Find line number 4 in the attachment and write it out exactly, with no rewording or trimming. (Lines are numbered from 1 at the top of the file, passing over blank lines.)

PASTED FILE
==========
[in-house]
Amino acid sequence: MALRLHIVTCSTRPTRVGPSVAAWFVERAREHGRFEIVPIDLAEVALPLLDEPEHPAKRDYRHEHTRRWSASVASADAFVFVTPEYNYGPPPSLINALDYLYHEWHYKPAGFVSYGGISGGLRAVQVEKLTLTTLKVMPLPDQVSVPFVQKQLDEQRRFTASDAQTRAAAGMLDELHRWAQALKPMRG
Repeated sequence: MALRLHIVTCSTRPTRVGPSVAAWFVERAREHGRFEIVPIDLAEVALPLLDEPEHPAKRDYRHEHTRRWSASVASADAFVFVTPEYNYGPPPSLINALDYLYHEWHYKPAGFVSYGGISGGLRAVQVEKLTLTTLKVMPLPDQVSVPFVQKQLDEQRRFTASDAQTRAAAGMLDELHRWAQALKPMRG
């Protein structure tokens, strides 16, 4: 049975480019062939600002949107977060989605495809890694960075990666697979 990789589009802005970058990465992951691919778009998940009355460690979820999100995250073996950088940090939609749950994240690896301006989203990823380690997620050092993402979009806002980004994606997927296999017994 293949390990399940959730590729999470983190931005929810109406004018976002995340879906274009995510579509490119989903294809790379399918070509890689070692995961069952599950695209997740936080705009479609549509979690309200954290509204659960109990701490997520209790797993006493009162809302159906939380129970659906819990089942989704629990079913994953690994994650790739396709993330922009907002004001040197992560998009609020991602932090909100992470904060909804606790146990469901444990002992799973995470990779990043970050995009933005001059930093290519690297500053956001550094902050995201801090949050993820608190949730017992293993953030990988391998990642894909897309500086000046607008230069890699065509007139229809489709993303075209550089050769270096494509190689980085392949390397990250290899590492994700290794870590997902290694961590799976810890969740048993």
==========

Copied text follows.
């Protein structure tokens, strides 16, 4: 049975480019062939600002949107977060989605495809890694960075990666697979 990789589009802005970058990465992951691919778009998940009355460690979820999100995250073996950088940090939609749950994240690896301006989203990823380690997620050092993402979009806002980004994606997927296999017994 293949390990399940959730590729999470983190931005929810109406004018976002995340879906274009995510579509490119989903294809790379399918070509890689070692995961069952599950695209997740936080705009479609549509979690309200954290509204659960109990701490997520209790797993006493009162809302159906939380129970659906819990089942989704629990079913994953690994994650790739396709993330922009907002004001040197992560998009609020991602932090909100992470904060909804606790146990469901444990002992799973995470990779990043970050995009933005001059930093290519690297500053956001550094902050995201801090949050993820608190949730017992293993953030990988391998990642894909897309500086000046607008230069890699065509007139229809489709993303075209550089050769270096494509190689980085392949390397990250290899590492994700290794870590997902290694961590799976810890969740048993």